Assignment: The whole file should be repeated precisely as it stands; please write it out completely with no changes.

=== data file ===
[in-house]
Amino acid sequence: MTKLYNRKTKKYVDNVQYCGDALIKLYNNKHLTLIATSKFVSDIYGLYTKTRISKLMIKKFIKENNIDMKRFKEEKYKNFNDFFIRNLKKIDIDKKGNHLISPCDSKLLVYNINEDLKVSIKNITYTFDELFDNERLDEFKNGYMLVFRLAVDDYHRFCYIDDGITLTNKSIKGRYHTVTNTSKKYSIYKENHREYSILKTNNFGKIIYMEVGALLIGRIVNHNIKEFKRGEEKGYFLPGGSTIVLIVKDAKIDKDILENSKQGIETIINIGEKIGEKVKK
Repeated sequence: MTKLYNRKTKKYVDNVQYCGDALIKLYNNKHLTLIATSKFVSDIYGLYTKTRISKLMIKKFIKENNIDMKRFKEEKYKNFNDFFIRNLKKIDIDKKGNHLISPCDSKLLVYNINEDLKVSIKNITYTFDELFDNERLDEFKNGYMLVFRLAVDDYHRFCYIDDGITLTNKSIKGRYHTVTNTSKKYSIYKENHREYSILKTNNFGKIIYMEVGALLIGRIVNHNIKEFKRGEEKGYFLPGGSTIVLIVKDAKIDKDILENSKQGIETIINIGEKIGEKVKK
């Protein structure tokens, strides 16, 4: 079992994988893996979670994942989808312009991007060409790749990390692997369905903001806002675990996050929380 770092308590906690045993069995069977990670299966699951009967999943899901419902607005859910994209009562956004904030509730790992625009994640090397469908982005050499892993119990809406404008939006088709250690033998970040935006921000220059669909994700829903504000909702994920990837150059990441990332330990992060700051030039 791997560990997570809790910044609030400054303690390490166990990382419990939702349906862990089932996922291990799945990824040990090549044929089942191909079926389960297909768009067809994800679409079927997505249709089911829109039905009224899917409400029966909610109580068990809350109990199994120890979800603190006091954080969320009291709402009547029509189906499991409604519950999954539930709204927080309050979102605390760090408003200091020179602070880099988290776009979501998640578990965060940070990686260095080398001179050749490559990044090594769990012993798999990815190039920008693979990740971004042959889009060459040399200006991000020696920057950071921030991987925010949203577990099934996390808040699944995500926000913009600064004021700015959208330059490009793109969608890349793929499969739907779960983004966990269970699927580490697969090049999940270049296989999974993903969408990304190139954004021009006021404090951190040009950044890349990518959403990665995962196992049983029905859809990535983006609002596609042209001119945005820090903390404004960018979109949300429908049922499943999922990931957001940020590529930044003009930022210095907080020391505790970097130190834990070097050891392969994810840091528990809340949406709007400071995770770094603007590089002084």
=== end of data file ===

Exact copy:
[in-house]
Amino acid sequence: MTKLYNRKTKKYVDNVQYCGDALIKLYNNKHLTLIATSKFVSDIYGLYTKTRISKLMIKKFIKENNIDMKRFKEEKYKNFNDFFIRNLKKIDIDKKGNHLISPCDSKLLVYNINEDLKVSIKNITYTFDELFDNERLDEFKNGYMLVFRLAVDDYHRFCYIDDGITLTNKSIKGRYHTVTNTSKKYSIYKENHREYSILKTNNFGKIIYMEVGALLIGRIVNHNIKEFKRGEEKGYFLPGGSTIVLIVKDAKIDKDILENSKQGIETIINIGEKIGEKVKK
Repeated sequence: MTKLYNRKTKKYVDNVQYCGDALIKLYNNKHLTLIATSKFVSDIYGLYTKTRISKLMIKKFIKENNIDMKRFKEEKYKNFNDFFIRNLKKIDIDKKGNHLISPCDSKLLVYNINEDLKVSIKNITYTFDELFDNERLDEFKNGYMLVFRLAVDDYHRFCYIDDGITLTNKSIKGRYHTVTNTSKKYSIYKENHREYSILKTNNFGKIIYMEVGALLIGRIVNHNIKEFKRGEEKGYFLPGGSTIVLIVKDAKIDKDILENSKQGIETIINIGEKIGEKVKK
């Protein structure tokens, strides 16, 4: 079992994988893996979670994942989808312009991007060409790749990390692997369905903001806002675990996050929380 770092308590906690045993069995069977990670299966699951009967999943899901419902607005859910994209009562956004904030509730790992625009994640090397469908982005050499892993119990809406404008939006088709250690033998970040935006921000220059669909994700829903504000909702994920990837150059990441990332330990992060700051030039 791997560990997570809790910044609030400054303690390490166990990382419990939702349906862990089932996922291990799945990824040990090549044929089942191909079926389960297909768009067809994800679409079927997505249709089911829109039905009224899917409400029966909610109580068990809350109990199994120890979800603190006091954080969320009291709402009547029509189906499991409604519950999954539930709204927080309050979102605390760090408003200091020179602070880099988290776009979501998640578990965060940070990686260095080398001179050749490559990044090594769990012993798999990815190039920008693979990740971004042959889009060459040399200006991000020696920057950071921030991987925010949203577990099934996390808040699944995500926000913009600064004021700015959208330059490009793109969608890349793929499969739907779960983004966990269970699927580490697969090049999940270049296989999974993903969408990304190139954004021009006021404090951190040009950044890349990518959403990665995962196992049983029905859809990535983006609002596609042209001119945005820090903390404004960018979109949300429908049922499943999922990931957001940020590529930044003009930022210095907080020391505790970097130190834990070097050891392969994810840091528990809340949406709007400071995770770094603007590089002084």